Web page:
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Welcome to the Ariel Nomad 2: a 305bhp car-shaped Border Collie

And in one of the biggest changes, Nomad 2 swaps the Civic Type R's four-pot for the 2.3-litre turbo from the Ford Focus ST

Published: 09 Jul 2024

Clearly an Ariel Nomad, but clearly different. The furrowed brow, the broader bonnet, the beadlock wheels: say hello to Nomad 2. Same recipe as the original, but created from all new ingredients.

The only components carried over from the 2015 original are the steering wheel, pedal box and fuel cap. The chassis is now 65 per cent stiffer, the suspension has 50 per cent more travel. Aerodynamic elements have been integrated. And perhaps most surprisingly of all, this one isn’t powered by Honda.

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Most importantly of all, it’s now easier to get in and out of. The old car necessitated a very specific technique, the new one’s larger aperture now gives you space to drag your trailing leg in after. That was something customers demanded, as was preventing spotlight glare down through the windscreen. The baseball cap visor stops penetration from the new (and fantastically powerful) Lazer LED lights, but it also serves another purpose.

Its wing profile, designed to channel air both above and beneath into the air intake behind the cockpit. That’s split into two elements. Air over the top goes into the larger intercooler intake, while the lower channel leads to engine intake. The air filters have been made much more accessible and have better filtering (Nomad owners do tend to get stuck in), but it’s the engine itself that’ll cause most surprise amongst Ariel fans.

After over 20 years of being powered by Honda motors, Nomad 2 doesn’t use the Civic Type R’s 2.0-litre turbo, but rather Ford’s 2.3-litre turbo as fitted to the Focus ST. In the standard version that will develop 260bhp and 270lb ft. An uprated version will have three separate maps, the top one delivering 305bhp and 380lb ft.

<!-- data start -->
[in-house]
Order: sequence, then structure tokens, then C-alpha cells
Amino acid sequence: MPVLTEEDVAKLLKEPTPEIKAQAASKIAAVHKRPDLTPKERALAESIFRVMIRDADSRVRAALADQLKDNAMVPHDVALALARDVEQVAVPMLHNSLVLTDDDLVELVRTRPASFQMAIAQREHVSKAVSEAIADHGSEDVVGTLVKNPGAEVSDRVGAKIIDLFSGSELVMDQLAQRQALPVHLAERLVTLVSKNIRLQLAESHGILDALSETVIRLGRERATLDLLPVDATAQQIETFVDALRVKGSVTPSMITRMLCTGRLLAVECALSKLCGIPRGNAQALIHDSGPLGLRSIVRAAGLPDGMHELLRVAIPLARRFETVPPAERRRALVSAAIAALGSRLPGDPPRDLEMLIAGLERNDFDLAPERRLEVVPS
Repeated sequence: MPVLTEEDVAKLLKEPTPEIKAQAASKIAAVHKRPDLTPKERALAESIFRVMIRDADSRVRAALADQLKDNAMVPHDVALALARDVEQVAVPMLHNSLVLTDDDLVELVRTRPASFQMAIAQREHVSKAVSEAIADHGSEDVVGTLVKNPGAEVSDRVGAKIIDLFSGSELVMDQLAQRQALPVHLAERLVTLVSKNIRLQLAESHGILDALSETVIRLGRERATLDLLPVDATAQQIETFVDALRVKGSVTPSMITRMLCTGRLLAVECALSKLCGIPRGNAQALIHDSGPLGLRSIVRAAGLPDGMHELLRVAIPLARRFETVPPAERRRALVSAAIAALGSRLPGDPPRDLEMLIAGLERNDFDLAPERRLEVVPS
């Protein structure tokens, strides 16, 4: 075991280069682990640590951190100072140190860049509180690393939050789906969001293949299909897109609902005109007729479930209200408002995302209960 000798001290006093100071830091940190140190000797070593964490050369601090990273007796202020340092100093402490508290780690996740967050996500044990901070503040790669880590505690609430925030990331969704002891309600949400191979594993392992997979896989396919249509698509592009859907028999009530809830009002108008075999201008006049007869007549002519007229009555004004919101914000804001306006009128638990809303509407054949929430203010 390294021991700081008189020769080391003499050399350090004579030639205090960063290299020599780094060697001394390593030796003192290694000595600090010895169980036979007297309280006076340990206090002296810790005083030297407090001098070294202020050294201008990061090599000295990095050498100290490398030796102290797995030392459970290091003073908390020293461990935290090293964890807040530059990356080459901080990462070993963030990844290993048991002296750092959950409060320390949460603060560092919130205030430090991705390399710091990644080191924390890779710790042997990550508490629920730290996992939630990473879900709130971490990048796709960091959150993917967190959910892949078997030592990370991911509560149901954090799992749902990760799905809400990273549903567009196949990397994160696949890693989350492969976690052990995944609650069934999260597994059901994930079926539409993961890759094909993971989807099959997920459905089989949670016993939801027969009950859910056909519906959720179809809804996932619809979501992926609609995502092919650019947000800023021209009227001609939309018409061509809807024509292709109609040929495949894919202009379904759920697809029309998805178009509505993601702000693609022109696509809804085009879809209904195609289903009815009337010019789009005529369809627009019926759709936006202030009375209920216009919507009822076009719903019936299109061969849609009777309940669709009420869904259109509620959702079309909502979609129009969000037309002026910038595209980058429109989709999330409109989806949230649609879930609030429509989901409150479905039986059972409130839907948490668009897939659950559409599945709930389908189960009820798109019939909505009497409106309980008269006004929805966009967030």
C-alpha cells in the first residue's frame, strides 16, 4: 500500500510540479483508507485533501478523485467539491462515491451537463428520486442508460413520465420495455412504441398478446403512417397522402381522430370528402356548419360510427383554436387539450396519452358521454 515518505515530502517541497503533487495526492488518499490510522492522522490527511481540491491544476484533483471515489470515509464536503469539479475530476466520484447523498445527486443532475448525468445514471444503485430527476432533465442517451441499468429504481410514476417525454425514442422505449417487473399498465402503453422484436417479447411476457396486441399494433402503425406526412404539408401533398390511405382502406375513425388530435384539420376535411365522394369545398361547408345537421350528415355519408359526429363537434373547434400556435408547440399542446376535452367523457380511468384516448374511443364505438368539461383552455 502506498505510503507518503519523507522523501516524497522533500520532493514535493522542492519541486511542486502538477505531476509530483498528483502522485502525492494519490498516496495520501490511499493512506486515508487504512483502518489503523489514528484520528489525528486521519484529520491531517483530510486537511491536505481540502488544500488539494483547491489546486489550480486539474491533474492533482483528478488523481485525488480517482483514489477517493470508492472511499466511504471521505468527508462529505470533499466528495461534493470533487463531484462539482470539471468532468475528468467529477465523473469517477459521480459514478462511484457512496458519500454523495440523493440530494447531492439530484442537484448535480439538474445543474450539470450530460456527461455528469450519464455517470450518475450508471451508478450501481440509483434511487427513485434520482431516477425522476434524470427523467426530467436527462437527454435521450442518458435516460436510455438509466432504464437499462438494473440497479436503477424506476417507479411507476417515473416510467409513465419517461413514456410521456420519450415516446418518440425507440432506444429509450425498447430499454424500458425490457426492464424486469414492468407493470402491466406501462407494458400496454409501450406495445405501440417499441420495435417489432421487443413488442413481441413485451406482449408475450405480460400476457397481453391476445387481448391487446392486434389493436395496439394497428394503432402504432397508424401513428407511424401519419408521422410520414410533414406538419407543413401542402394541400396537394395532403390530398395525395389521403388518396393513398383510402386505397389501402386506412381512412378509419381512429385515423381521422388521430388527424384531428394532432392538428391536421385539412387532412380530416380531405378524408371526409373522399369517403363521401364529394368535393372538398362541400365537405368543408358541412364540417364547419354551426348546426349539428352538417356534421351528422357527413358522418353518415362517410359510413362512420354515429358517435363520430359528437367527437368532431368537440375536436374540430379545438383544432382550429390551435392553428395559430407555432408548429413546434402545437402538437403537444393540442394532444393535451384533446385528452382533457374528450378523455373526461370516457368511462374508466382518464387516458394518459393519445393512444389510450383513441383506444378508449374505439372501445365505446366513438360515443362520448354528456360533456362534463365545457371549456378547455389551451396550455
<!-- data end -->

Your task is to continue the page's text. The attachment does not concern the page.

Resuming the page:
Since it still weighs around 850kg (depending on how much kit you fit), the top version has a power to weight ratio not far adrift of a 911 Turbo. Expect 0-62mph in not much over 3.0secs, 100mph in around 7.5.

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The gearbox is the ST’s six speed manual, and as well as a conventional handbrake, you can have a rally-style hydraulic handbrake. You absolutely need that.

The chassis uses thicker tubes, and full CAD and CFD analysis has not only helped torsional rigidity, but like the Atom 4, has improved the suspension geometry. The idea is to rid the Nomad of some of the less controlled pitch, dive and wallow that afflicted the original. Various suspension choices will be available, with K-tec as standard, up to Ohlins (as fitted here).

Inside it’s more habitable. The dash (largely lifted from the Atom 4) is easier to use and more integrated, the buttons are better laid out and easier to hit and the whole electrics system has been overhauled, with a single PDM (power distribution module) meaning there are no separate fuses or relays. The windscreen is smaller, sits more upright and closer to you, and the wipers now work more conventionally.

Prices are going to increase by around 10 per cent, with a cost before options of around £60,000. Overall it promises to be more capable, friendlier to drive, but still a car-shaped Border Collie, never happier than when belting across a field, tail-like aerial waving frantically. We can’t wait to have a go. You?

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Photography: Jonny Fleetwood

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